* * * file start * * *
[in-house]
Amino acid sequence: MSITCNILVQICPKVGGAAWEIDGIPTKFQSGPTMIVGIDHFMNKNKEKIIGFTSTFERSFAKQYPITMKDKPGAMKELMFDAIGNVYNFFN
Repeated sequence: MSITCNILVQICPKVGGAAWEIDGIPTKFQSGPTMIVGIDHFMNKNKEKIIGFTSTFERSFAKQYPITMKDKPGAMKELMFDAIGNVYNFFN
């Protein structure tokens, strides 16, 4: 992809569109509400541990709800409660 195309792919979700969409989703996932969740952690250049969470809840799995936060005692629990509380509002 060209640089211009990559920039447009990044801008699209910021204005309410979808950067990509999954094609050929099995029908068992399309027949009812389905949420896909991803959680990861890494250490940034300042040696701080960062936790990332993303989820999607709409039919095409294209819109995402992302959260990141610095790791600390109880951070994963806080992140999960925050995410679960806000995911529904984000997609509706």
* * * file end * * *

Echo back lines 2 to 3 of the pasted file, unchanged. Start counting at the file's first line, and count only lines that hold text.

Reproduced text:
Amino acid sequence: MSITCNILVQICPKVGGAAWEIDGIPTKFQSGPTMIVGIDHFMNKNKEKIIGFTSTFERSFAKQYPITMKDKPGAMKELMFDAIGNVYNFFN
Repeated sequence: MSITCNILVQICPKVGGAAWEIDGIPTKFQSGPTMIVGIDHFMNKNKEKIIGFTSTFERSFAKQYPITMKDKPGAMKELMFDAIGNVYNFFN